The problem with owning a rather vast fleet of vehicles is that sometimes you forget exactly what you own…
I hadn’t forgotten about this one, per se, and to tell you the truth I wanted to take it to the R8 25th birthday bash at Gaydon a couple of months ago, but as with all best laid plans it never happened – not the fault of the car, nor of the driver, but of simple circumstance, as my lovely 214 SEi has been out on loan for for about half the time I’ve owned it.
It’s currently providing sterling service as a stand-in learner vehicle for our childminder’s 18-year old daughter, who can’t use the family Passat for her driving practice because the VW has an electronic handbrake. It’s taking her a little longer than anticipated to pass her test, but while the car is safely stored in her parents’ garage and its tax, insurance and other costs are paid for by them, I’m happy to leave it there until such a time as it finds its way home… Indeed, I only feel compelled to introduce it here right now because I’m about to acquire another R8 (all will be revealed in good time) and that reminded me I needed to check up on this one…
Like many people on here, I’ve always been a fan of Rover’s second generation 200/400-Series. It’s a design that, in my view, epitomises the absolute best of the Rover/Honda collaborative years, even more so than the 800, which I adore for different reasons, and the 600, which was probably the best dynamic package from the collaboration, but in time has shown to be lacking the same durability and quality, particularly in terms of corrosion. The SEi wasn’t so much a run-out model, as perceived by many, but a ‘retail special’ – a showroom Christmas Tree of a car with all the bells and whistles that lifted it above anything rivals such as Ford and Vauxhall could provide for the aspirational, upwardly mobile middle-class motorist. A fellow enthusiast described it to me as the ‘Vanden Plas of the Nineties’, which I think is a nice way of putting it…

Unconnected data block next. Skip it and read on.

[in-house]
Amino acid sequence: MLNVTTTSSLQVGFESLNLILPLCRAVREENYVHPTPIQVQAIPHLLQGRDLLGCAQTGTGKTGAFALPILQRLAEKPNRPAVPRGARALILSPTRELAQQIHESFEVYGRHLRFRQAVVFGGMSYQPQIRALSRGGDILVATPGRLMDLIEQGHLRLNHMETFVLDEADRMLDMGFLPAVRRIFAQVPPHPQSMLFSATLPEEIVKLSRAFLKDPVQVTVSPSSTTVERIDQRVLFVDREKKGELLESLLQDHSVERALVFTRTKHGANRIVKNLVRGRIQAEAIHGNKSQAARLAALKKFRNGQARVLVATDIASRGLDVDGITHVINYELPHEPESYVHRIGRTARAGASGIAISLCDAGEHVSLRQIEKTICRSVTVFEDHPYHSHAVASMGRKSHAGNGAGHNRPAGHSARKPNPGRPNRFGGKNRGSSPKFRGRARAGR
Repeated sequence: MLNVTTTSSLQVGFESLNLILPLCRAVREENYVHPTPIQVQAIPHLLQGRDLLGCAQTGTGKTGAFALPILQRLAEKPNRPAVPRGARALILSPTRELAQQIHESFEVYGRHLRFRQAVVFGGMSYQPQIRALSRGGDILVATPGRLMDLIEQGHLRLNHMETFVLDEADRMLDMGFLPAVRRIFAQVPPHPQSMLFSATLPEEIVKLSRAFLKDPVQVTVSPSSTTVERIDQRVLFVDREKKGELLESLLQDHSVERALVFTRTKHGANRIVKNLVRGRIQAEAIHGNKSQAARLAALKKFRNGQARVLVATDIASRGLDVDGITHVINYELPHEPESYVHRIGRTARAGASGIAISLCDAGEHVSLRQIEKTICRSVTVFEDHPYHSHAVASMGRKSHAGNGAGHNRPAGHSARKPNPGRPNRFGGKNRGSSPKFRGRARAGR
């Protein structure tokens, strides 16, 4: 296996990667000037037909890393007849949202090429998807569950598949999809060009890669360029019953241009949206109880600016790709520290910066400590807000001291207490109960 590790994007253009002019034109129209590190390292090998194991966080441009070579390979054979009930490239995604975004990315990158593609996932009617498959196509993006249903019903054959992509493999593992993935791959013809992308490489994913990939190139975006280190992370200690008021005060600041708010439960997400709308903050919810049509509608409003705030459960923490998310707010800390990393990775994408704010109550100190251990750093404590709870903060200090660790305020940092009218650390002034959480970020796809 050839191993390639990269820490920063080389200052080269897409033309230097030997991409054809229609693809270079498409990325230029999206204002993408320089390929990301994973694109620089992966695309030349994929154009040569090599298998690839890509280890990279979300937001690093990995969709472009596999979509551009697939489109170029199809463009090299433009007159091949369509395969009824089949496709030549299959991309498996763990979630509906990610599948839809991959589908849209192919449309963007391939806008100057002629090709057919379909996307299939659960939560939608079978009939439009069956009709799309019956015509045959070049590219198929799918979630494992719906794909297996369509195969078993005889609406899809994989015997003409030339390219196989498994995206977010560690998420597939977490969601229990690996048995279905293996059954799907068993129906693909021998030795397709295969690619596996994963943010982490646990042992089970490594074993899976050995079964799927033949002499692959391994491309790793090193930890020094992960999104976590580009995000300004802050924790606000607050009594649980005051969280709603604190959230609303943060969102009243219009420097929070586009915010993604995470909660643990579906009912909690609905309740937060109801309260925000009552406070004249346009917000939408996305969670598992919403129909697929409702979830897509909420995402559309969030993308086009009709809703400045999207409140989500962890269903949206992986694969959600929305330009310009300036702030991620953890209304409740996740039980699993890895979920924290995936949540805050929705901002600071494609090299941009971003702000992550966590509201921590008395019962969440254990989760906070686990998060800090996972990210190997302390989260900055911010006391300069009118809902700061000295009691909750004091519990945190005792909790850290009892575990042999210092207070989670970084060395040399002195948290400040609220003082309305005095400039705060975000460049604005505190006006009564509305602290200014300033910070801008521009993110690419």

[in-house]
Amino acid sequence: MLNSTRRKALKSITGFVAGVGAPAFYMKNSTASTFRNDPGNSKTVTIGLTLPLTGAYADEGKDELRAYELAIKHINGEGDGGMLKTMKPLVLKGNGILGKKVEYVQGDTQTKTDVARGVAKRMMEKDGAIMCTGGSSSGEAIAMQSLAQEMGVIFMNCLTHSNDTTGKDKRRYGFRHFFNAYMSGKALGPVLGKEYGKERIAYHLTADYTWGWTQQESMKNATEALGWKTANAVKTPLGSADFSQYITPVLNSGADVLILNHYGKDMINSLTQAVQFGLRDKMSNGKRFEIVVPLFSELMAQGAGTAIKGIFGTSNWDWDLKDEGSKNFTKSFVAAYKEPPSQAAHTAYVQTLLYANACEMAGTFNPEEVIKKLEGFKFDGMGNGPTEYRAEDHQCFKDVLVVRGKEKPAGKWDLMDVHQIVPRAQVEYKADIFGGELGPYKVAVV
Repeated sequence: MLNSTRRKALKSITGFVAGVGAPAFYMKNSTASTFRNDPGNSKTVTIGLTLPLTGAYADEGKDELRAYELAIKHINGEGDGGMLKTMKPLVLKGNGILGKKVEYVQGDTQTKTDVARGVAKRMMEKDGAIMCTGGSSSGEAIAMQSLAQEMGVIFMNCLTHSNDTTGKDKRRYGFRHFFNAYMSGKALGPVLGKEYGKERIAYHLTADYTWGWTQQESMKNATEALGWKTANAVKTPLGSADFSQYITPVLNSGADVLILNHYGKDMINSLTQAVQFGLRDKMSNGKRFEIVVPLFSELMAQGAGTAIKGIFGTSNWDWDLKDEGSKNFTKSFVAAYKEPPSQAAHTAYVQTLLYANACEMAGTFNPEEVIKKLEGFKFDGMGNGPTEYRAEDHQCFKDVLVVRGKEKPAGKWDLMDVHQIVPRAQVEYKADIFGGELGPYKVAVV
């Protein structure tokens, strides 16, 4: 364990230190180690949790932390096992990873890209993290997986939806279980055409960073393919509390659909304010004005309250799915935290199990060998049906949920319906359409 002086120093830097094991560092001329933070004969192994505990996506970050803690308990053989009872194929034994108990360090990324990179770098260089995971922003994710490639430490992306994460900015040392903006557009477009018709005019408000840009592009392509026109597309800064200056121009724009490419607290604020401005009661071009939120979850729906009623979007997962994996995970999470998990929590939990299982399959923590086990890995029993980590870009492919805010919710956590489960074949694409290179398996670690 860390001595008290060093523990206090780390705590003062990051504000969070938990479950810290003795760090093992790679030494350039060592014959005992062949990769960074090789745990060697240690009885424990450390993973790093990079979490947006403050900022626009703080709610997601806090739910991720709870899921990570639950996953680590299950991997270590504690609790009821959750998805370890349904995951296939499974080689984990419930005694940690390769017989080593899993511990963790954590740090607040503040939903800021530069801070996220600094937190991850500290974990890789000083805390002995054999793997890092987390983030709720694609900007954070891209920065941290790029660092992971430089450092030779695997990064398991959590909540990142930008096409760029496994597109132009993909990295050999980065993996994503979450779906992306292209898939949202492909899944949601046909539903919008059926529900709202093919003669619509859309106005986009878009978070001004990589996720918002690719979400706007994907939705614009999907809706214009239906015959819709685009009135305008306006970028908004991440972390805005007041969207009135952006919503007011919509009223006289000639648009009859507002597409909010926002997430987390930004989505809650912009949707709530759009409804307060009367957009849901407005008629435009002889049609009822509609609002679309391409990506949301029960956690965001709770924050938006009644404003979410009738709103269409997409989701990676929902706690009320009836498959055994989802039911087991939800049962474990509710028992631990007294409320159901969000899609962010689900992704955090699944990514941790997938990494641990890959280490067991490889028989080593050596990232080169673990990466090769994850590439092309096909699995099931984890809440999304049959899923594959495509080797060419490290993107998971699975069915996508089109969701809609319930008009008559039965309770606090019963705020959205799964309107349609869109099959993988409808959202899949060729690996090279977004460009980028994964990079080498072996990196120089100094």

Mine’s a cracker. It’s not perfect, and to make it a show car it would need some of the panels re-lacquering to compensate for small areas of peeling, a minor scuff touching up on the back bumper and a couple of supermarket dings running under the iron, but overall it’s a very smart and presentable example, finished in Nightfire Red, which I’ve always believed to be the best colour for post-facelift R8s. Parked alongside my Charcoal 800 Vitesse, with their matching alloys and half-leather interiors, they’re a fine looking pair – and I find it hard to believe that each is fast approaching its 20th birthday. I was 17 when these cars were new, so it’s clear they must have left an impression on me.
Like so many of my cars, I never actually intended to buy this one. Back in August 2013, after returning from a year working in Australia, I acquired an F-plate Rover 820 Se Fastback off eBay, primarily as a short-term transport solution. What I acquired, though, was a much, much nicer car than I expected, and was significantly better than I expected for the sub-£500 asking price.
The weekend after I bought it, I had a houseful of mates as we were driving in convoy to the BMC/BL Show in Peterborough. I won’t say it was love at first sight (though I suspect it may well have been), but my good friend John Marston-Jones, a serial BL/Rover owner, expressed an interest in buying it over a beer or two. After three or four beers, or possibly five or six, a deal had been done that involved me taking the SEi in part-exchange, but in need of a new windscreen.
We swapped cars a fortnight later at the Tatton Park Classic Vehicle Show – I’d already sourced a windscreen fitter local to Cheshire who did the job before my drive home for £112 all-in, which I can’t help but think is pretty good value. The windscreen fitter himself loved the car and remarked on its overall condition, and it’s understandable really. The 214 has covered just 46,000 miles from new (with a new head gasket before anyone asks), the alloys are unmarked, it has a host of interesting period accessories, such as genuine 200-Series overmats, headlamp protectors, rear sun blinds and number plates from the original supplying dealer, albeit with Nissan logos suggesting the car was bought there and traded back in after the dealer had changed brands.
It drives brilliantly, too. A rattle from the front when I first bought it turned out to be nothing more sinister than a loose brake dust shield, and other than that I haven’t spent a penny on it in 14 months.
If anyone fancies a nice late R8, do let me know, because there’s another R8 coming my way very shortly, which isn’t as posh or as smart, but is a much rarer and earlier survivor. As such, I can’t justify keeping both, and I’d rather it stayed ‘in the family’ than was farmed out to eBay – and if you’re a genuine AROnliner, I’m happy to let it go for mates’ rates on the promise of a good and genuine home. It’s completely rot free, looks sensational from 10 paces, and is a genuine low owner, low mileage car that still keeps pace with modern traffic. It’ll be up for grabs as soon as our babysitter has passed her test, that is, as apparently she intends to buy something a little more sexy than her ‘grandad car’. The youth of today, etc, etc…
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